Federal agents discovered an underground tunnel crossing the border into Mexico from Naco, Arizona on Tuesday as part of an investigation after a traffic stop that yielded over two tons of marijuana, with a value of approximately $3 million.
According to a press release by U.S. Customs and Border Protection (CBP), special agents with U.S. Immigration and Customs Enforcement’s (ICE) Homeland Security Investigations (HSI) got a tip about a large shipment of marijuana being moved. The HSI officers contacted the local Bisbee, Arizona Police Department (BPD), and BPD pulled over a box truck at about 6:30 pm on the outskirts of the city.
A Tucson Sector Border Patrol canine team assisted BPD in the traffic stop, and their dogs alerted to the rear of the truck. When the truck was searched, more than 4,700 pounds of marijuana was found, in stacked bundles. The driver of the box truck was arrested, but authorities had not yet released his name.
Bisbee Police Staff Sergeant Robert Coronado thanked HSI and the Border Patrol for their assistance, saying, “The Bisbee Police Department supports the efforts of its local officers and appreciates the continued support of the U.S. Border Patrol and HSI, which provide assistance on a regular basis.”
Other evidence uncovered by BPD and the Border Patrol led to a warrant being issued to search a residence in nearby Naco, Arizona, which is about 10 miles south of Bisbee and directly on the border with Mexico.
HSI and Border Patrol agents arrived at the Naco residence shortly before dawn on Tuesday and discovered the entrance to a tunnel in a small shed at the edge of the property. A suspect at the residence was also arrested and detained.
Border Patrol’s specially trained tunnel team examined the tunnel, which was highly sophisticated. Investigators found a cement shaft at the entrance, equipped with a hydraulic lift. The corridor to the tunnel on the U.S. side is large enough for an adult to stand upright and is shored-up with wooden supports.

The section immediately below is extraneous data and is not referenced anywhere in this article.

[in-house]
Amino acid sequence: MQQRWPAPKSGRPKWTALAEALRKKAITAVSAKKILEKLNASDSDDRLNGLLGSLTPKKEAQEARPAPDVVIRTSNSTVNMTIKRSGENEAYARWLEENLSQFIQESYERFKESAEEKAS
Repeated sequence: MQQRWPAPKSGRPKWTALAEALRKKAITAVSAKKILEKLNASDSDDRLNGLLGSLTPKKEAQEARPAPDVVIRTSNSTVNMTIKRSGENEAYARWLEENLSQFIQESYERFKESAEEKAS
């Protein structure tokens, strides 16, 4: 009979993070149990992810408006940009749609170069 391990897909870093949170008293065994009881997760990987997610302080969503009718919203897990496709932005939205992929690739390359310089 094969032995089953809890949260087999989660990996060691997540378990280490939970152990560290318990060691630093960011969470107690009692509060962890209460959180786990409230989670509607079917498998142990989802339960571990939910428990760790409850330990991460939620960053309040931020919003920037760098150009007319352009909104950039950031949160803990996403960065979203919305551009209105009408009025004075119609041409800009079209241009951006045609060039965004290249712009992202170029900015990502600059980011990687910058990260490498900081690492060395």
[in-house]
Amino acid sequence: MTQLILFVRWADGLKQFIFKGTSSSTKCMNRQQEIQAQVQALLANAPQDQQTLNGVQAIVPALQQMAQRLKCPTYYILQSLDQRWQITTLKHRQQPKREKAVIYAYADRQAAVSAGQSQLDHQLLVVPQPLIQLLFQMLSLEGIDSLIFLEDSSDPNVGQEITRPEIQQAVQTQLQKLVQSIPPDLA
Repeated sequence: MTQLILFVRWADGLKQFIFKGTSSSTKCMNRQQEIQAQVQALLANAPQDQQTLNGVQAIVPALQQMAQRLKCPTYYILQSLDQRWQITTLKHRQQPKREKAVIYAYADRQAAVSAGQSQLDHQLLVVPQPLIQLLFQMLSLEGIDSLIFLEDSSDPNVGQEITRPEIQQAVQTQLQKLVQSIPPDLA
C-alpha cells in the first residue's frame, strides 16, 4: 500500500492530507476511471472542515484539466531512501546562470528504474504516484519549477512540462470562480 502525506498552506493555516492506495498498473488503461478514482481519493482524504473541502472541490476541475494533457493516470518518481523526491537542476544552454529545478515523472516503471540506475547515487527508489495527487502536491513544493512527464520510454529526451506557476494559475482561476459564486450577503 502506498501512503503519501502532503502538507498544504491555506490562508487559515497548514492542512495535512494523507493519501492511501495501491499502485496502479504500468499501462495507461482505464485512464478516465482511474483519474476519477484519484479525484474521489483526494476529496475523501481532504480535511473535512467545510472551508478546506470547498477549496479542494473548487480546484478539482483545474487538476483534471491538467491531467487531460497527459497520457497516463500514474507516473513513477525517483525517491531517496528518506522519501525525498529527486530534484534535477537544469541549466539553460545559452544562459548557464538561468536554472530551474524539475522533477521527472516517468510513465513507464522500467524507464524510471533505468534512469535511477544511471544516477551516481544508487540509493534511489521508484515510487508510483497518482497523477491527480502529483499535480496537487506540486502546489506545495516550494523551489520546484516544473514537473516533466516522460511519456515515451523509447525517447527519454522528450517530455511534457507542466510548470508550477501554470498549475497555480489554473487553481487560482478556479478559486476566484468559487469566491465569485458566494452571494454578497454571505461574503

Concerns about air quality in the tunnel stopped investigators from continuing through the tunnel’s full length, but they notified authorities in Mexico, who are working to ascertain where the Mexican entrance to the tunnel is located.
“With this discovery we’ve dealt another significant blow to the Mexican drug cartels and proven yet again that going underground is not a workaround to evade law enforcement,” said Matthew Allen, special agent in charge of HSI Arizona. “Last night’s chain of events is also a testament to the outstanding unity of effort by federal and local investigators in Arizona who are committed to combatting this threat.”
“When partnered law enforcement agencies come together, the odds are greatly increased that criminal organizations will have less success,” said Tucson Sector Chief Patrol Agent Manuel Padilla Jr. “Not only is it a win-win situation for law enforcement partners, we also make the communities in which we live and serve safer.”
“Cross-border tunnels continue to be a tried-and-true smuggling method for Mexican drug cartels that U.S. authorities just can’t seem to make a dent in,” said Sylvia Longmire, Breitbart Texas’ border security expert and contributing editor. “They’re notoriously difficult to detect, with as many as half of them found through anonymous tips rather than tunnel detection technology or human sources. Federal agencies are saying this discovery is a significant blow to the cartels, but in truth, there are likely many more tunnels in southern Arizona and California we don’t know about, and cartels are well-funded enough to just begin construction on another one to replace this one.”
According to CBP, U.S. authorities have found and dismantled more than 80 cross-border smuggling tunnels. Breitbart Texas previously reported on tunnels found in Nogales, Arizona, San Diego California, and El Paso, Texas. In addition to smuggling drugs, the tunnels are also often used for human trafficking.
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